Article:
Gary Wilkinson dropped out of high school after getting cut from the basketball team, spending his time, as he told ESPN.com, sitting around and partying with his friends. But Wilkinson turned his life around, finding religion — he became a member of the LDS church, like the overwhelming majority of USU students — while earning his GED before spending two years on a mission in Canada and heading to Salt Lake Community College. Wilkinson eventually ended up at Utah State, where he became the WAC Player of the Year in 2009 as a 26 year old power forward.

Willkinson was “as solid as they come”, Morrill said. He had turned his life around by the time that he reached Logan.

That wasn’t necessarily true with David Pak.

In 1993, when Pak was 16 years old, he raped a 23 year old woman at knife point. After pleading guilty to one count of forcible rape and another count of forcible rape with a weapon, Pak was sentenced to eight years in prison. Pak cleaned up while he did his time, eventually enrolling at Saddleback Community College, winning the Orange Empire Conference’s MVP as a sophomore.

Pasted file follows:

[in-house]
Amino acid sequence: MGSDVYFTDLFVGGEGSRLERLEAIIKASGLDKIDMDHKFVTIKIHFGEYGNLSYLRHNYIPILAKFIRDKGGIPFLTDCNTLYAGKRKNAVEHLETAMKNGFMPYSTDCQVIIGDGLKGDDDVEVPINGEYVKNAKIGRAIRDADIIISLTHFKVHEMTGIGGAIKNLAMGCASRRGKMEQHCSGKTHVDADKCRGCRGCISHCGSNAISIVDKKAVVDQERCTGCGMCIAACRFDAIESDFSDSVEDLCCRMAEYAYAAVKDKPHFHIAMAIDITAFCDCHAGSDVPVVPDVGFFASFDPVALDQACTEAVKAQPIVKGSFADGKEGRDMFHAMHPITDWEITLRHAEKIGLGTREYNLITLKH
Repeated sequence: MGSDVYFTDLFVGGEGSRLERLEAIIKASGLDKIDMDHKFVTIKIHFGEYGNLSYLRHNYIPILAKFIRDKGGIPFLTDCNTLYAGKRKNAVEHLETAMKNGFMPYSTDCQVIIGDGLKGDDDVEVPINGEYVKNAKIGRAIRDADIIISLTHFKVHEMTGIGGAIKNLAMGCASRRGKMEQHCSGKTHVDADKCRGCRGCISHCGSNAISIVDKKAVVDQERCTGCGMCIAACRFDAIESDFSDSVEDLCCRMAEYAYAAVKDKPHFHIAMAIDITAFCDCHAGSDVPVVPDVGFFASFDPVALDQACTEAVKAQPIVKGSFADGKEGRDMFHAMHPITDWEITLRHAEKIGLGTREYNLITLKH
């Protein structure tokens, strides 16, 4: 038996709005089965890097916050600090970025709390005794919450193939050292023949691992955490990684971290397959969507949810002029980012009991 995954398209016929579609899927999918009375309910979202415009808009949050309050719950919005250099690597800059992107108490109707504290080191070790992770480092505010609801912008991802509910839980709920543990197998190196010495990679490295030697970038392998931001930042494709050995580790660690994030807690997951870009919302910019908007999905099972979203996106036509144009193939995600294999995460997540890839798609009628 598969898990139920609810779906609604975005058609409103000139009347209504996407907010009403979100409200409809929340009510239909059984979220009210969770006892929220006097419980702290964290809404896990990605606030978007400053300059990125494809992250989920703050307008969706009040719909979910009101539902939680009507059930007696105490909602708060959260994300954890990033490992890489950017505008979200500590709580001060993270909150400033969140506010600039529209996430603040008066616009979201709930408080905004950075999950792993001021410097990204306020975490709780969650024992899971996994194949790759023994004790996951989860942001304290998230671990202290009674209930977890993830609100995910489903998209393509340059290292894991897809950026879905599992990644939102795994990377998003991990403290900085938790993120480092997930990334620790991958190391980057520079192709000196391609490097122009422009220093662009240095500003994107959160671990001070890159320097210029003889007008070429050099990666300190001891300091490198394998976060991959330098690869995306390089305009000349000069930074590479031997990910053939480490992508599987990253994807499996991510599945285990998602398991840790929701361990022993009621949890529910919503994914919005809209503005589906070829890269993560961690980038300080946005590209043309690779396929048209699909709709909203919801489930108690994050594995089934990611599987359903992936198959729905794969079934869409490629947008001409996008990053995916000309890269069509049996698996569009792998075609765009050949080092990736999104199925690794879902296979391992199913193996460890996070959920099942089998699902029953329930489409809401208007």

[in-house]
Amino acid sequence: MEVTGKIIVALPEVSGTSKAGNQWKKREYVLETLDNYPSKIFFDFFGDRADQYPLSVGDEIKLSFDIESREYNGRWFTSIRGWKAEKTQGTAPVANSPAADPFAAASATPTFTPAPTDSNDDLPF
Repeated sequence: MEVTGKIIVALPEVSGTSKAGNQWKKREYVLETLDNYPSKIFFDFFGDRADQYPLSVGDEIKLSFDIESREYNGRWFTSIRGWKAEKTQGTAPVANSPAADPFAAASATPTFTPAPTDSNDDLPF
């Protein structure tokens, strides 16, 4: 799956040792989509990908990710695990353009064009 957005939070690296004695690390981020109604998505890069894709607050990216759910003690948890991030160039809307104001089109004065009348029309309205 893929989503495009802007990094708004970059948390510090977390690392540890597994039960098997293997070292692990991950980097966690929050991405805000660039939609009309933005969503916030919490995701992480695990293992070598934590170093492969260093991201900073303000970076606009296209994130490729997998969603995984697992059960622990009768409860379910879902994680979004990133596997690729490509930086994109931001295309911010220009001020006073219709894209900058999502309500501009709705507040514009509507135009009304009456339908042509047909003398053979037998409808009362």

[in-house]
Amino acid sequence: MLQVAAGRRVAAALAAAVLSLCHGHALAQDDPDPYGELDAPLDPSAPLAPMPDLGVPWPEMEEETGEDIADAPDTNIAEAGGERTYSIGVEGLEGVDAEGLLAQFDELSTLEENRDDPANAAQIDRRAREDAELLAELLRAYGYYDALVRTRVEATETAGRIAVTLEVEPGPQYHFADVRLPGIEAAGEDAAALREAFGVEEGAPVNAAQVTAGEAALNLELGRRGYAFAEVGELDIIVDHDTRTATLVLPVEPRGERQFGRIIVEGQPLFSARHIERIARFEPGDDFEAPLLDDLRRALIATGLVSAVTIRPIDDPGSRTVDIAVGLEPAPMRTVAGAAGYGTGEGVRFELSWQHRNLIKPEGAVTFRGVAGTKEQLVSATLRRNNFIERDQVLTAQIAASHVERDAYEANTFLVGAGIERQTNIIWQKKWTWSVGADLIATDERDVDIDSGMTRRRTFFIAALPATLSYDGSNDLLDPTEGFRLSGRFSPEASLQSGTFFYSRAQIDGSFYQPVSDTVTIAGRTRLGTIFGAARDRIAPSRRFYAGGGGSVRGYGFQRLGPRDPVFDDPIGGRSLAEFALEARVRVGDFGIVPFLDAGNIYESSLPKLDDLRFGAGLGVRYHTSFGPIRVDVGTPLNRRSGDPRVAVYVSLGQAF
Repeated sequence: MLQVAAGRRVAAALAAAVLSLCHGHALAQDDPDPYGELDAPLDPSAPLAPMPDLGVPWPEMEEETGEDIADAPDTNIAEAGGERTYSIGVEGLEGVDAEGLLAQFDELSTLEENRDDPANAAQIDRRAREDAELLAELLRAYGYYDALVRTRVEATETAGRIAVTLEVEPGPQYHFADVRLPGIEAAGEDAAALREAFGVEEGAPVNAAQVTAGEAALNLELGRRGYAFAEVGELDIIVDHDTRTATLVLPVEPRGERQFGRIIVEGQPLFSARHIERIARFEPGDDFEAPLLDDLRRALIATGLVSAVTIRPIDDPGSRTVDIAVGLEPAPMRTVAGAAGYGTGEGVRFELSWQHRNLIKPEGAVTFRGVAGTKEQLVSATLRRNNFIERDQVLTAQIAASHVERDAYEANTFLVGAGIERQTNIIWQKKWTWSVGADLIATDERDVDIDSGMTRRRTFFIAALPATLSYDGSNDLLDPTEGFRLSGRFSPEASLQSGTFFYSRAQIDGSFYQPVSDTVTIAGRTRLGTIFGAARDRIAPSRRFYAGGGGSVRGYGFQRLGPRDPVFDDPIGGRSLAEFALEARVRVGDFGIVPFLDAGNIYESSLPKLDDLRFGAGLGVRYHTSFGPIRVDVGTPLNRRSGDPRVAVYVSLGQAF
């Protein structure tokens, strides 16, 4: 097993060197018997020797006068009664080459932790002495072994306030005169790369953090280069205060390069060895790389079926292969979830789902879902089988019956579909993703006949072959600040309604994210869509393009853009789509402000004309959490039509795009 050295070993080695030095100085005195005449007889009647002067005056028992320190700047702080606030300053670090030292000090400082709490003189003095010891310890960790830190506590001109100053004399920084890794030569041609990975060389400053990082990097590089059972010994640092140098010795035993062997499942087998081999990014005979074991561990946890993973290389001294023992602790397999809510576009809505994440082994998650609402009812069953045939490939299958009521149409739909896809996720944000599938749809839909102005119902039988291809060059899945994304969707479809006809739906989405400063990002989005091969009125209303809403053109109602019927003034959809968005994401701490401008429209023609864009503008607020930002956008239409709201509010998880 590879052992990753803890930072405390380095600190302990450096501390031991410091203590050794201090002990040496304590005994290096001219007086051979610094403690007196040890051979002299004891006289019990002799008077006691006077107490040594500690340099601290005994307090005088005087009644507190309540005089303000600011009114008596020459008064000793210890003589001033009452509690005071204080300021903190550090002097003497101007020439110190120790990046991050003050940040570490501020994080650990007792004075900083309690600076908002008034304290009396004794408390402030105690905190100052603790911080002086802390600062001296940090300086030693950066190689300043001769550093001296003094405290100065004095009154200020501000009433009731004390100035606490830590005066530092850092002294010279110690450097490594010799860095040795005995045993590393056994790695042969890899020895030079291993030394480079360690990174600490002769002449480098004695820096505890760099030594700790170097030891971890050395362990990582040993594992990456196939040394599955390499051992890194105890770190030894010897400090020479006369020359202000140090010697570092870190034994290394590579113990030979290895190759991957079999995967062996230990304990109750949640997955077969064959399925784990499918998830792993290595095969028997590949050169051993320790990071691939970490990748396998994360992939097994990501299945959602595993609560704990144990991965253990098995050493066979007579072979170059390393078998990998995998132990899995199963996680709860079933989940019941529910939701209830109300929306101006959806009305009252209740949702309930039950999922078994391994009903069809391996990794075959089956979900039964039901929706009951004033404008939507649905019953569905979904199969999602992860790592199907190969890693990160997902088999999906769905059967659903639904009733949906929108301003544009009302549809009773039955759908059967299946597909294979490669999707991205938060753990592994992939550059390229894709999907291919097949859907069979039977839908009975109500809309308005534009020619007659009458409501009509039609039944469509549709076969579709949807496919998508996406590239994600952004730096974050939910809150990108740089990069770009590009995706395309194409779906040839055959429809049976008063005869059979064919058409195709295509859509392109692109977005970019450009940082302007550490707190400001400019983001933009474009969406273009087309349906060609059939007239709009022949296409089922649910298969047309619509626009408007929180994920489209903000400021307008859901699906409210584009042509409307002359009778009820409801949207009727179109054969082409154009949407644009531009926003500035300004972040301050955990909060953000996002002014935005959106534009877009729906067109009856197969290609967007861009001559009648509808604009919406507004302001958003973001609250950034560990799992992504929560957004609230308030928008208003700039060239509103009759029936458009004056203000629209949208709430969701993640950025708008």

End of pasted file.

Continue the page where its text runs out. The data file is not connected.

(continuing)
It took some cajoling, but Morrill eventually convinced Utah State to accept Pak. “A lot of people wouldn’t take that gamble,” he told the San Diego Tribune back in 2006, “I’ll be honest with you. Our president said, ‘It’s on you.’ I swallowed hard and said, ‘OK.'”

Pak was a two year starter for the Aggies, leading the team in assists in 2005-2006 and eventually carrying them to the NCAA Tournament. That’s quite a difference from asking his cellmate’s permission to dribble a basketball late into the night.

The latest risk Morrill has taken is Kyisean Reed, a bouncy, left-handed 6’6″ combo-forward that can crack the Sportscenter Top Ten just as easily as he can step out and hit a 17 footer. Reed enrolled at Antelope Valley, a Junior College in Lancaster, CA, that is more well-known for producing USC transfer Dewayne Dedmon, but he didn’t last the full two years there.